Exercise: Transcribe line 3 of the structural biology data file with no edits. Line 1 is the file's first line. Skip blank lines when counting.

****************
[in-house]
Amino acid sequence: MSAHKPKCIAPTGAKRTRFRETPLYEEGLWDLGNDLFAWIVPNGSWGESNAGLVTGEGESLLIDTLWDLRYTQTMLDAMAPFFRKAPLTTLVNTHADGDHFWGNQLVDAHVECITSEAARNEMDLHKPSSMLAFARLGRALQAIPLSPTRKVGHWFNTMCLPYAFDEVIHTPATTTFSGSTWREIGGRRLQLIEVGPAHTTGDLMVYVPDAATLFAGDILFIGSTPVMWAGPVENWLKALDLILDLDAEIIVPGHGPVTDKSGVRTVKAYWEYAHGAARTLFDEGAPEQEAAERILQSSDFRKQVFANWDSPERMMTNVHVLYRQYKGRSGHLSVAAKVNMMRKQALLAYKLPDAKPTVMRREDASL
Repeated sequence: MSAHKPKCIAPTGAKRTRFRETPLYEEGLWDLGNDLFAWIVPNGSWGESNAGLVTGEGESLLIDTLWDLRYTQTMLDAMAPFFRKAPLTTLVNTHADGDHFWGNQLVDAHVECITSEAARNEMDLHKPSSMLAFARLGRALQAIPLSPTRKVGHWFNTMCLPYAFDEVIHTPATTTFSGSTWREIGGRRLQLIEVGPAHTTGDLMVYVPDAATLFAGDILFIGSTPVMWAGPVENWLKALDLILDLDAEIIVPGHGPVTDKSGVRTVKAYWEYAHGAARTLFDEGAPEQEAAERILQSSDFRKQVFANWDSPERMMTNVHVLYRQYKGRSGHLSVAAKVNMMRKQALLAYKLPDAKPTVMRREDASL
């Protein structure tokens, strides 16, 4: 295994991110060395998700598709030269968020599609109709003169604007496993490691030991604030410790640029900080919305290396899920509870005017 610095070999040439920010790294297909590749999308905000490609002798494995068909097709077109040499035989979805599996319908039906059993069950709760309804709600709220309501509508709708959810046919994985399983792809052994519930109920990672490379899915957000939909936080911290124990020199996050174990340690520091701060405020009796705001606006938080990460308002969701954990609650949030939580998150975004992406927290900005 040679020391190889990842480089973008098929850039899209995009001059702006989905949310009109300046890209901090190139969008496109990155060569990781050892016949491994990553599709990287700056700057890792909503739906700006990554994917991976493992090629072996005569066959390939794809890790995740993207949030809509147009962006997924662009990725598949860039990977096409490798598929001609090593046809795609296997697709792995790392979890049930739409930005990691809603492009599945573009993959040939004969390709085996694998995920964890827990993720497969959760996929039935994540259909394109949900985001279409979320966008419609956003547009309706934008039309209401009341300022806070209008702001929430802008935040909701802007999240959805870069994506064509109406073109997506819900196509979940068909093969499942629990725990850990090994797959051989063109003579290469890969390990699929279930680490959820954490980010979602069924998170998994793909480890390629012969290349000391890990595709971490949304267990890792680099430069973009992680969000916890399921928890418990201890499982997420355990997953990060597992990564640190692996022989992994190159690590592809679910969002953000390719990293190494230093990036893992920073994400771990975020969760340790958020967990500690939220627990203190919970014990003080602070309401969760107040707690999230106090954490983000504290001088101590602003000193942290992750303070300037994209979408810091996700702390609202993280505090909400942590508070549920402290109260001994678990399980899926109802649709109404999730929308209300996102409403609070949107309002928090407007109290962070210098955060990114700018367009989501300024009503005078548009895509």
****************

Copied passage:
Repeated sequence: MSAHKPKCIAPTGAKRTRFRETPLYEEGLWDLGNDLFAWIVPNGSWGESNAGLVTGEGESLLIDTLWDLRYTQTMLDAMAPFFRKAPLTTLVNTHADGDHFWGNQLVDAHVECITSEAARNEMDLHKPSSMLAFARLGRALQAIPLSPTRKVGHWFNTMCLPYAFDEVIHTPATTTFSGSTWREIGGRRLQLIEVGPAHTTGDLMVYVPDAATLFAGDILFIGSTPVMWAGPVENWLKALDLILDLDAEIIVPGHGPVTDKSGVRTVKAYWEYAHGAARTLFDEGAPEQEAAERILQSSDFRKQVFANWDSPERMMTNVHVLYRQYKGRSGHLSVAAKVNMMRKQALLAYKLPDAKPTVMRREDASL